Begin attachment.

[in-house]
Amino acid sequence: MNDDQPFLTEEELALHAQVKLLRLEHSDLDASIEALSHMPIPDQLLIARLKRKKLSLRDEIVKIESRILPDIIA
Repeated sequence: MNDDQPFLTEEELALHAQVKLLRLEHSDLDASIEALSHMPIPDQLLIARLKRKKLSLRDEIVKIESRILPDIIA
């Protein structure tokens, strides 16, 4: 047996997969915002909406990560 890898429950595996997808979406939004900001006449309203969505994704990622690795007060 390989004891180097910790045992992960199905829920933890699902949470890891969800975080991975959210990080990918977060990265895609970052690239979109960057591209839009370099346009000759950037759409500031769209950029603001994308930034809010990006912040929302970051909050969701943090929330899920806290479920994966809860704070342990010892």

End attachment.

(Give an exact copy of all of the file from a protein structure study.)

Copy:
[in-house]
Amino acid sequence: MNDDQPFLTEEELALHAQVKLLRLEHSDLDASIEALSHMPIPDQLLIARLKRKKLSLRDEIVKIESRILPDIIA
Repeated sequence: MNDDQPFLTEEELALHAQVKLLRLEHSDLDASIEALSHMPIPDQLLIARLKRKKLSLRDEIVKIESRILPDIIA
């Protein structure tokens, strides 16, 4: 047996997969915002909406990560 890898429950595996997808979406939004900001006449309203969505994704990622690795007060 390989004891180097910790045992992960199905829920933890699902949470890891969800975080991975959210990080990918977060990265895609970052690239979109960057591209839009370099346009000759950037759409500031769209950029603001994308930034809010990006912040929302970051909050969701943090929330899920806290479920994966809860704070342990010892």